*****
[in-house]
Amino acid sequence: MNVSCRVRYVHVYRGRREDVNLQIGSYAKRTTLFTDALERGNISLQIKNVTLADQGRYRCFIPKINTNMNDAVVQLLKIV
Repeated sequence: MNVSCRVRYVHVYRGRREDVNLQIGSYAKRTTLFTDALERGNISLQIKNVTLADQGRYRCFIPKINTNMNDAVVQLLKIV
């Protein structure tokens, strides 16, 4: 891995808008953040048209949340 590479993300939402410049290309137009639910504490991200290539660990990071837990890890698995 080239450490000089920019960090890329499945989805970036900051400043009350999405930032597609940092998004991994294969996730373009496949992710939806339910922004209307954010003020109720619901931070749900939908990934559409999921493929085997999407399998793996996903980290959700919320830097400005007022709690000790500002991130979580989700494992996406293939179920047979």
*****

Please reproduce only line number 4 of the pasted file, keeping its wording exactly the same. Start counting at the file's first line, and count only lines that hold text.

């Protein structure tokens, strides 16, 4: 891995808008953040048209949340 590479993300939402410049290309137009639910504490991200290539660990990071837990890890698995 080239450490000089920019960090890329499945989805970036900051400043009350999405930032597609940092998004991994294969996730373009496949992710939806339910922004209307954010003020109720619901931070749900939908990934559409999921493929085997999407399998793996996903980290959700919320830097400005007022709690000790500002991130979580989700494992996406293939179920047979």